James Hook, vine scientist, and the author on the first McLaren Vale geology tour, explaining the significance of the unique Tapley's Hill formation (about 700 million years old) which will soon be buried beneath Labor's new Seaford Heights housing development ... photo Bodhi Edwards

Funny that it was a previous Labor government and planning minister Don Hopgood that permitted the uprooting of the original vineyards at the Grange at Magill to make way for droll dormitoria/twilight farm housing on streets called things like Shiraz and Hermitage. I hope some starving developer’s still got all them pound notes stuffed in a pillow.

Anyway. You can’t blame the current management of the MVGW&TA for letting their region’s best and oldest geology fall to the villa rash and those politicians and developers who are addicted to the voters, Shoppies and lucre that follows it. Those suburbs were growing while those folks grew up. But it’s now three years since the release of the state government’s official PIRSA map of The Geology of the McLaren Vale Wine Region, so you’d think that whoever’s in charge of writing press releases would by now have begun to get the gist of it.

You'd think that if they really were interested in, or knew anything about truly scarce old earths, they would by now have put a halt to the Seaford Heights development, which will bring poxy city/suburban houses right to the entry of the McLaren Vale township.  Deputy Premier John Rau parades like a carousel pony on the glory he presumes is his due for his housing freezes in both McLaren Vale and the Barossa, but these houses are coming in like a giant wave of bile regardless, and they're washing away the credibility of all these hungry mothers who lay claim to Scarce Earth and the right to charge more for their Shiraz because they think they know what geology it grew in.  

Don't think I'm advocating a Liberal party victory at the next election.  When Shadow Planning Minister David Ridgeway came down here in his blue and white striped shirt with the cuffs turned back like a Saints boy, he sanctimoniously declared the battle for Seaford Heights lost.  You could smell him hoping that development would proceed and get local Member Leon Bignell voted out.  There was no precedent, he said, for rezoning land to agricultural purposes once it was zoned for housing.  Wrong.  It was his party which had already done that reversal, giving Trott and Paxton and their lot the Gateway Vineyard just across the road from Seaford Heights.  

It was Leon "Biggles" Bignell, not his cocky boss Rau, that came up with the Barossa and McLaren Vale housing freeze.  The jaundiced observer could easily think Biggles got what he wanted in exchange for the Labor Party's insistence on pleasing the developer, the Pickard family, with the chequebook and the quarry full of old rock building stone not a few kilometres distant from this sacred and irreplaceable agricultural site they are so keen to smother with the sort of overlapping eaves housing which has already eaten our coast.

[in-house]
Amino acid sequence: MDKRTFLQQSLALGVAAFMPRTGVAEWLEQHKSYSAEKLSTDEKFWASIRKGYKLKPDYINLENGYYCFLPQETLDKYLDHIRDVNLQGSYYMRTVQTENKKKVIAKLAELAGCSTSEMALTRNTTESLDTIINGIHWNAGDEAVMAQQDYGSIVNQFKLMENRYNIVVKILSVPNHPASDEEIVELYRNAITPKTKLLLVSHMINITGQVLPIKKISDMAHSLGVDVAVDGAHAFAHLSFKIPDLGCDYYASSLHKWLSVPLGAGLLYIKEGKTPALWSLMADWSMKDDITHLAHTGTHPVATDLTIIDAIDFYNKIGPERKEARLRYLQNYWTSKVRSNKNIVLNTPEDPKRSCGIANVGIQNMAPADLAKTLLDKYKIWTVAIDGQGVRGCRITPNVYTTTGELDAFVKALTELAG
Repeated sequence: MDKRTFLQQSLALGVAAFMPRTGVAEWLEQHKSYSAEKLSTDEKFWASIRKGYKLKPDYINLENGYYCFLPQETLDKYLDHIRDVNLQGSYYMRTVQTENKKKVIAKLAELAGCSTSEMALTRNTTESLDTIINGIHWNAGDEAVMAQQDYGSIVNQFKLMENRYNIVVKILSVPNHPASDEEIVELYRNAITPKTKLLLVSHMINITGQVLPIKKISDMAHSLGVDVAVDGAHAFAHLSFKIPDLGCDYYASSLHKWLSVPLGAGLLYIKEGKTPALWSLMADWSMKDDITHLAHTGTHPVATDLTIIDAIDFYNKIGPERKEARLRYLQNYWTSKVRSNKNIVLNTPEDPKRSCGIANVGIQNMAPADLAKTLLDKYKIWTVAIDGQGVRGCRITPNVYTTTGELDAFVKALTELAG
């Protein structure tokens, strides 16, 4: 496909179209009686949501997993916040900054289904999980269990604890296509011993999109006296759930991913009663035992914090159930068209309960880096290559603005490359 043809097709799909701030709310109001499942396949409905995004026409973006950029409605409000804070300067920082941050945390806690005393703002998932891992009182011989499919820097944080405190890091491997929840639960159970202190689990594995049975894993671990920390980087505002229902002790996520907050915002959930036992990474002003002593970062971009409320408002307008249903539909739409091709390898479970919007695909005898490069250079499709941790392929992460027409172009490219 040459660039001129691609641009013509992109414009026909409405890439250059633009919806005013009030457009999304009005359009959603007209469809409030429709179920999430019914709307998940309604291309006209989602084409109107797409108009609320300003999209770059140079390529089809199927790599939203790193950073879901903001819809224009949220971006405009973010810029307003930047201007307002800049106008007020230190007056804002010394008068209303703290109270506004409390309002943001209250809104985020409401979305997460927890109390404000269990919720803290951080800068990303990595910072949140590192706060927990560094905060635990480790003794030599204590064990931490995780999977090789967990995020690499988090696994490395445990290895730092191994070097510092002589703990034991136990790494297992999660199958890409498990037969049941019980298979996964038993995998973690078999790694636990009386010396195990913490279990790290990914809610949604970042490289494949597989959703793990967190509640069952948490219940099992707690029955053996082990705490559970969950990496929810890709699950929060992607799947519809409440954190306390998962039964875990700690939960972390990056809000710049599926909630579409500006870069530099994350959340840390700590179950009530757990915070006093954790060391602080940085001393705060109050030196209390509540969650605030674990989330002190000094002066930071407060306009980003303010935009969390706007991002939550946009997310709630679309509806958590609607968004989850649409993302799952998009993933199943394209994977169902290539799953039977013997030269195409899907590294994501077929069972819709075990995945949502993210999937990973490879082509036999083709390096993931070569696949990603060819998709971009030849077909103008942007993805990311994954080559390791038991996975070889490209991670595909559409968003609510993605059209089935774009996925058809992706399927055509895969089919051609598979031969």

Scarce Earths? One look at the map, with its overlay of vineyards, and you’ll very quickly see that most of McLaren Vale’s Shiraz is planted in the most common, flattest, cheapest earth in the district. It is NOT scarce. A lot of it - even the really old bits - are replicated, or re-occur, in the Barossa and Clare.  The truly scarce bits of McLaren Vale are either covered in houses, will soon be covered in houses, or are regarded as too steep to plant or too far removed from the recycled water pipeline (watch Polanski’s Chinatown) for anybody to bother putting vineyards on them.

But there’s little chance of that. Read the rest of this pant: “In McLaren Vale things happen… but not by chance. The region’s passionate wine producers are amongst the most cohesive in Australia, banding together, getting their hands dirty and achieving some incredible feats in the process, proving that two heads really are better than one.”

Wha? Getting their hands dirty? Counting money, or dreaming of counting money? Two heads on every penny? I remember the MVGW&TA e-mail which triggered what eventually became Scarce Earths. It suggested that every local winemaker should be planning a $100 Shiraz.


“Wednesday 1 May marked the release of 23 new-release 2011 Vintage of McLaren Vale Scarce Earth Shiraz wines,” the article says. “These wines have passed three expert tasting panels to ensure they reflect their sense of place and express their true fruit characters.”

It is far too early to decide whether these wines “reflect their sense of place” or “express their true fruit characters”.

In his tenacious wine business weekly, The Key Report, Tony Keys was quickly onto the sniff of something.

“All good stuff but who is on the panels? The butcher, baker, whore house madam and Lutheran minister?” he asked, and then explained one panel included Scarce Earth vendors/winemakers Michael Fragos (Chapel Hill), Chester Osborn (d’Arenberg) and Charles Whish (Serafino); “keeping them honest [were] Huon Hooke (Sydney Morning Herald) David LeMire MW (Shaw & Smith) and Michael Andrewartha of East End Cellars in Adelaide.”

These honesty police are all respected expert tasters, of course, but how they can possibly know that wines presumably tasted blind truly “reflect their sense of place and express their true fruit characters” beats me. It’ll take years of gradual learning before anybody can make such claim, and forensic testing of flavours relative to geology.

The makers of many of McLaren Vale’s best wines have little to do with the impossible MVGW&TA acronym, and those who sail in it. Methinks the real ones are too busy at home, learning their geology, growing and making better wine in volumes they can manage. They have no budget for bullshit. And they don’t charge $100.

Beware young common dirt being flogged as scarce and ancient.

James Hook, the author and Drew Noon MW explaining the difference between common new dirt and extremely scarce old rocks at Gateway Vineyard.  The author is indicating all the scarce old rocks to the north which are now buried beneath horrid suburbia, while the precious 700 million year old Tapley's Hill Formation siltstone at his feet is about to disappear beneath mindless Labor government ghetto.  This is the last old rock scarce earth left in the Willunga Embayment, which most people call McLaren Vale. All the other vineyards are in much younger geology, most of which is not at all scarce ... photo Brad Cameron